If I enter something to the field and press save the saved value should be saved to a file, and if I press load the value should be restored to the textfield. What I would think I must do is to create the following classes:
view: containing only the gui-part and an instance of the controller.
controller: containing a method for checking that the value is of correct type (like int).
model: only contains a instance variable and a get/set -method for that variable.
filewriter: has two methods that writes/reads to a file.
As I understand it I should use a actionListener for the save button that sends the value of the textfield to the controller to check if the value is valid. The controller should then use the set method of the model to set the value. From what I tried to learn the view should implement Observer, and model should extend Observable. But do I need more classes/interfaces and how exactly should I use the methods from Observer/Observable? I would like to be able to also extend the gui to be able to use five or ten textfields with the same functionality. So if three random textfields are containing text and the gui is cleared/restarted, when I press the load button all fields would be restored.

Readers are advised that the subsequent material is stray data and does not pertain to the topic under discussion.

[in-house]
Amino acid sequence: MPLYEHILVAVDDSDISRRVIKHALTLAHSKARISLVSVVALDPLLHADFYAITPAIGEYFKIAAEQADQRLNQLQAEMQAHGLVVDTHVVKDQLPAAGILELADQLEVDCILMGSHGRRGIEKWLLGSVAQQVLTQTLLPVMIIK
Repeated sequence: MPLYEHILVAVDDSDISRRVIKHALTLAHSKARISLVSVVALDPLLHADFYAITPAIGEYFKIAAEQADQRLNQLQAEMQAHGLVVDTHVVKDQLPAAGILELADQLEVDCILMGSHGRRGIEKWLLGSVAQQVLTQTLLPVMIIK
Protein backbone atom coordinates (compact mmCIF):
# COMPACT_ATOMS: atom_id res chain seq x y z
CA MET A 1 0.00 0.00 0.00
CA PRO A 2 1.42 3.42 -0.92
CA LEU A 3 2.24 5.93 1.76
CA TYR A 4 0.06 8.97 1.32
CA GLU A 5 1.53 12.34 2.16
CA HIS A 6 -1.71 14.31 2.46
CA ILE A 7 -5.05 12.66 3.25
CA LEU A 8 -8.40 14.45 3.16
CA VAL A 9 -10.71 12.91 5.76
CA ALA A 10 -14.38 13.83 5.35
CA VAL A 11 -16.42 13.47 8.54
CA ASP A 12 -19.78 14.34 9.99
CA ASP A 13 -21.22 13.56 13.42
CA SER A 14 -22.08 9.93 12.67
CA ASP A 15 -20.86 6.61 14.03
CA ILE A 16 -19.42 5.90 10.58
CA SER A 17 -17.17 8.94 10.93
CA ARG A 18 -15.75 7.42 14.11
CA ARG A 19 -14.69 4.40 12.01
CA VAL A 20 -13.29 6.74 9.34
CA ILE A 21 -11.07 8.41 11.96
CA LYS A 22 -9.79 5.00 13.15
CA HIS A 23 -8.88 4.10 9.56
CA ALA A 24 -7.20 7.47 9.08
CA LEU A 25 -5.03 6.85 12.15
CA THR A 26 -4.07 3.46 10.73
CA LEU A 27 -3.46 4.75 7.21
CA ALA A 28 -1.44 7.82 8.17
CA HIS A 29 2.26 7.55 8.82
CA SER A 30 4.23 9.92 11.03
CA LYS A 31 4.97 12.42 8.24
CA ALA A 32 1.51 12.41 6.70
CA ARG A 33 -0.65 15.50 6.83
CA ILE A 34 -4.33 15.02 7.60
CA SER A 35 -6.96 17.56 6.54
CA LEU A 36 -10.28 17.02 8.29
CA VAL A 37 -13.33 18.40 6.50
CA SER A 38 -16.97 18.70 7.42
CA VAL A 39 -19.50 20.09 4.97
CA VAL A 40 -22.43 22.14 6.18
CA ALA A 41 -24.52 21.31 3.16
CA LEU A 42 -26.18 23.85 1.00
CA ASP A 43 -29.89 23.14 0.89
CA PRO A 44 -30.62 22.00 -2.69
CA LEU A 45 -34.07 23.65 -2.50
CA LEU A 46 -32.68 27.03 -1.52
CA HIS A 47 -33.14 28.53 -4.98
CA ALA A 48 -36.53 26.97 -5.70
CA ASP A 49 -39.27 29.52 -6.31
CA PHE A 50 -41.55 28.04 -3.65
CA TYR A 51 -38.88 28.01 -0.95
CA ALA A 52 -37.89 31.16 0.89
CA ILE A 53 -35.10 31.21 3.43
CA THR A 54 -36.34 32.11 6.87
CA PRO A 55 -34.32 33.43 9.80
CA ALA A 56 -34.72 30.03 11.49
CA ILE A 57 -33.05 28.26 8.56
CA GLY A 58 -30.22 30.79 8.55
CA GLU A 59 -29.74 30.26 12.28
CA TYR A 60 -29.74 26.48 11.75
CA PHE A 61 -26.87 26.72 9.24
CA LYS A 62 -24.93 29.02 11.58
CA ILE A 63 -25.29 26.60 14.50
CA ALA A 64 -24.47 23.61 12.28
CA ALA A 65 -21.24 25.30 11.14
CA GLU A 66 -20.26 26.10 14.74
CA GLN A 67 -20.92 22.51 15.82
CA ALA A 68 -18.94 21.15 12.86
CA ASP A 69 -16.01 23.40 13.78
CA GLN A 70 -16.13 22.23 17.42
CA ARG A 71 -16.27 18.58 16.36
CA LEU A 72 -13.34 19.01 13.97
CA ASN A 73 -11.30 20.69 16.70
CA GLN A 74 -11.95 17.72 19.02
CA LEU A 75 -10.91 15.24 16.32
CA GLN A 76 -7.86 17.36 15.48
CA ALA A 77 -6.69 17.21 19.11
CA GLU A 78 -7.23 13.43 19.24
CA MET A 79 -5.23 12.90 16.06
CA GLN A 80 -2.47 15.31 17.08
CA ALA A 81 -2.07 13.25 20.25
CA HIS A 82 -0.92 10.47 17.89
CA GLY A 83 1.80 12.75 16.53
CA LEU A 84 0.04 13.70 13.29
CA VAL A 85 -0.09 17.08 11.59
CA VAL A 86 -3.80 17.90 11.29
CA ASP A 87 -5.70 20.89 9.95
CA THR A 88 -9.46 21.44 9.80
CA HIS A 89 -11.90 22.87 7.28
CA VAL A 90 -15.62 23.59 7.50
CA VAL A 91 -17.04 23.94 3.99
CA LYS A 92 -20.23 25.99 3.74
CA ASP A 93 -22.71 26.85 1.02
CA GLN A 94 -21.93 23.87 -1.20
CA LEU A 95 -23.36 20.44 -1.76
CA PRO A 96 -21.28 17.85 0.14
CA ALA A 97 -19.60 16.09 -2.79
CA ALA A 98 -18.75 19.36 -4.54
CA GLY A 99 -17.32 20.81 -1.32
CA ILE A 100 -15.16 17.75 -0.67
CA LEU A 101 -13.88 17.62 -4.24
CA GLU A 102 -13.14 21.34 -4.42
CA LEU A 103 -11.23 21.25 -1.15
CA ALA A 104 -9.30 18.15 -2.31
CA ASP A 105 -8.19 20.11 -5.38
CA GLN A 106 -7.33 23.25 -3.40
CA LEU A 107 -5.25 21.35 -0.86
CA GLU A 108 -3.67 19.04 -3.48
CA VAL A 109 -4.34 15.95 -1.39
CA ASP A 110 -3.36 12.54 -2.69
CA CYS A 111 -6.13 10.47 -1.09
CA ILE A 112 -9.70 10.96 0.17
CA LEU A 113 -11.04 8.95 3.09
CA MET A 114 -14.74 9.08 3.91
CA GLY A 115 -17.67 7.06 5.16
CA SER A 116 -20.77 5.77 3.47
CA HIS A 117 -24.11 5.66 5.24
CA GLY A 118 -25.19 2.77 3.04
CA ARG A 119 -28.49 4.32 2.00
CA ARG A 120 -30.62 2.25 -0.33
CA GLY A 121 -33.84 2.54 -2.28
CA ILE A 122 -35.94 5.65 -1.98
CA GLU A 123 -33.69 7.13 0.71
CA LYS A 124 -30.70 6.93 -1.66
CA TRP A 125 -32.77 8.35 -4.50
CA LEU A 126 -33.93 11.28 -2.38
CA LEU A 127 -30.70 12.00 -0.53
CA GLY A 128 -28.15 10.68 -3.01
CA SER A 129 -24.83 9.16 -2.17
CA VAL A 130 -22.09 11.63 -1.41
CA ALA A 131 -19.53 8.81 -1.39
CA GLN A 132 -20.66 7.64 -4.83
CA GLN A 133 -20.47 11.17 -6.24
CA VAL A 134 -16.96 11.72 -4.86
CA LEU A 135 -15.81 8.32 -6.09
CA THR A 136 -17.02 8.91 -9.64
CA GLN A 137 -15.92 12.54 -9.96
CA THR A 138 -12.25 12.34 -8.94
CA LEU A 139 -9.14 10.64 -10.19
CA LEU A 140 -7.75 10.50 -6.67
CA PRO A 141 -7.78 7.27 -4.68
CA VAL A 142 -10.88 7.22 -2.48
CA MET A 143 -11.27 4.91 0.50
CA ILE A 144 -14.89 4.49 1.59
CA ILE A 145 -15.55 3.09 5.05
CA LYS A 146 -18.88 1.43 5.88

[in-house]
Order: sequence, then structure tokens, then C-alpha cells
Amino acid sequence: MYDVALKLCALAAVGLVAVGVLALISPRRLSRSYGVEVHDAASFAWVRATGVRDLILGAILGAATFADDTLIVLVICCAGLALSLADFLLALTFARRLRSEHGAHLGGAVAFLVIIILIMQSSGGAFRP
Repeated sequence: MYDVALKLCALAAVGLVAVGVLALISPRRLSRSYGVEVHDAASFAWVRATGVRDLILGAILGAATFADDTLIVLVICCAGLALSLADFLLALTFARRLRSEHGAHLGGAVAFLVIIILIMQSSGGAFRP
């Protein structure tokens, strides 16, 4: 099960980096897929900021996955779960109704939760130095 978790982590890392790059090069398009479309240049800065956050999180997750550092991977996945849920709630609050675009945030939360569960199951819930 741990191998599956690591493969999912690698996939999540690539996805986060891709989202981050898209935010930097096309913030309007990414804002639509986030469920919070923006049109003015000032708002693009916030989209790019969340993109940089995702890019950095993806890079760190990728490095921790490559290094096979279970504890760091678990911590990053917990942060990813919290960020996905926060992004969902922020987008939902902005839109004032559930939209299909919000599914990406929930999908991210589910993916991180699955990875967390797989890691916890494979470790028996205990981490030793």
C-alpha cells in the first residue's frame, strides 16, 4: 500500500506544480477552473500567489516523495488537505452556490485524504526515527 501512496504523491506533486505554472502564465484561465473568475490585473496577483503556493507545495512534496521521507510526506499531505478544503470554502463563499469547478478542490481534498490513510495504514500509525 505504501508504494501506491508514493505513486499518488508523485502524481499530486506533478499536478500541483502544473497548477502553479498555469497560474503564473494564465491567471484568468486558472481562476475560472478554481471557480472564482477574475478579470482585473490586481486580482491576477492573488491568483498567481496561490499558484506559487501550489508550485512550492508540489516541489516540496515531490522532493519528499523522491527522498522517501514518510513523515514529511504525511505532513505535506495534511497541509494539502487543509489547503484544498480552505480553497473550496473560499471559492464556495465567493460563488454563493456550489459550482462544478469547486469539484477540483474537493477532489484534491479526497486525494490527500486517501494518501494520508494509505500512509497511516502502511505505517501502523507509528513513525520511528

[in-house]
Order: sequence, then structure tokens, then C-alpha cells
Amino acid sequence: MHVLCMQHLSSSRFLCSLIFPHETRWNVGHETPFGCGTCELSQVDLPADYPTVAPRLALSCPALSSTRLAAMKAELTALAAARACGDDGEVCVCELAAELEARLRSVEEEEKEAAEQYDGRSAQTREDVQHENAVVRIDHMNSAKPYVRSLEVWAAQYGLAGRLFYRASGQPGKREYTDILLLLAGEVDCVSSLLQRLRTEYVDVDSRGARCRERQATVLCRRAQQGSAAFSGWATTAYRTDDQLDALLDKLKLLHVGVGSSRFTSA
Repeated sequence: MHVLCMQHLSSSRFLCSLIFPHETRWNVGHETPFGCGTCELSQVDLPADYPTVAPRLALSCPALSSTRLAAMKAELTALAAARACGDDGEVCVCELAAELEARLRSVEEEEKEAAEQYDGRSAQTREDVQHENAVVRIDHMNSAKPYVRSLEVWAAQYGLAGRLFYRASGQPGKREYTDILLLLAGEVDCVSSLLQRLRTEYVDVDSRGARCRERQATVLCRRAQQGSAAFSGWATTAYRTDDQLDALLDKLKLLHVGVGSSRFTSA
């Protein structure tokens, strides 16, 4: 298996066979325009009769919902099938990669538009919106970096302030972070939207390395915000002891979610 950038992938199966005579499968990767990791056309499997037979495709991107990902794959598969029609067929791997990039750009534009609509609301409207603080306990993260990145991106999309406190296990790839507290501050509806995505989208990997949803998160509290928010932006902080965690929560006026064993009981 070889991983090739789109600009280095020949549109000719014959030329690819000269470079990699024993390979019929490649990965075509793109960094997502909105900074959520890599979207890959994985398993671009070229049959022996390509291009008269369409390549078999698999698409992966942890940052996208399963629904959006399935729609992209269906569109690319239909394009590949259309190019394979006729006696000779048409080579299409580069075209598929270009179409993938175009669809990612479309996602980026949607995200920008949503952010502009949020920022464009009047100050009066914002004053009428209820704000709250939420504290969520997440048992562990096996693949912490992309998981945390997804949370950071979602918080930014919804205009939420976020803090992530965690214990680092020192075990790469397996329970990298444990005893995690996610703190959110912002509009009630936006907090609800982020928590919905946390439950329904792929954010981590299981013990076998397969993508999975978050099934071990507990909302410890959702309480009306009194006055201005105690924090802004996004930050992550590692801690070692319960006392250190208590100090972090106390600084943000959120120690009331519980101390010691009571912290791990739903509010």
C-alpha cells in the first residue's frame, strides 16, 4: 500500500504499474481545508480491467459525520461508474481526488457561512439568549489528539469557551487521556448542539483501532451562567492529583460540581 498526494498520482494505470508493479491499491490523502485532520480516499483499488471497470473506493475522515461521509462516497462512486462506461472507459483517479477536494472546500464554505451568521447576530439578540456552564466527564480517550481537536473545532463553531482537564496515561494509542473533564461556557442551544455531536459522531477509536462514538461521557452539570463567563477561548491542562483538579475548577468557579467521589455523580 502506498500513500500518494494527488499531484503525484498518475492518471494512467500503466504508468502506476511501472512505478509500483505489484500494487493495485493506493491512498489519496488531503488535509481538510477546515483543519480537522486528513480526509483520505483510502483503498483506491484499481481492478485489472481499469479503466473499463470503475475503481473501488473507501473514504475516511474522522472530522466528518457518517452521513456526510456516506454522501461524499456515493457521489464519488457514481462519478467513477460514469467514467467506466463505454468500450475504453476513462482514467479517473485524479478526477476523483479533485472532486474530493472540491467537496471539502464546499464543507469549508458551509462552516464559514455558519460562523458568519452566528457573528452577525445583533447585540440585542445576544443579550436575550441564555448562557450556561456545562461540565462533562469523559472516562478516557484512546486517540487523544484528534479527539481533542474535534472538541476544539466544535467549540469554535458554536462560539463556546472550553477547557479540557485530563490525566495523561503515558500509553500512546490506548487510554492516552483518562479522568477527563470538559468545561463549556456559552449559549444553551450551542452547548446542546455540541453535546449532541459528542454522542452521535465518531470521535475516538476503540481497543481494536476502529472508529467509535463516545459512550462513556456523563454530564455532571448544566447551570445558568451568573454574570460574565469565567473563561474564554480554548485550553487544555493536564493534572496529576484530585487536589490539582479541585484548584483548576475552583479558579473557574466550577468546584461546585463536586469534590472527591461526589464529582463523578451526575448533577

Have I hot anything of this right?
I have this:
What changes do I need to make to get my code to work?
Or do you have to use a class or interface specifically named "Observer", or do you have to write your own observer code? All you have posted is your interpretation of your project, so maybe you're looking for unnecessary wheels to re-invent?
Wikipedia wrote:The observer pattern is a software design pattern in which an object, called the subject, maintains a list of its dependents, called observers, and notifies them automatically of any state changes, usually by calling one of their methods.
This is an accurate description of how a Swing button works. It maintains a list of its action listeners and calls one of their methods when a particular action happens. In other words an ActionListener is an observer. I'm not sure what this opposite direction thing is that you're talking about -- maybe Wikipedia's idea of calling an object a subject had something to do with it?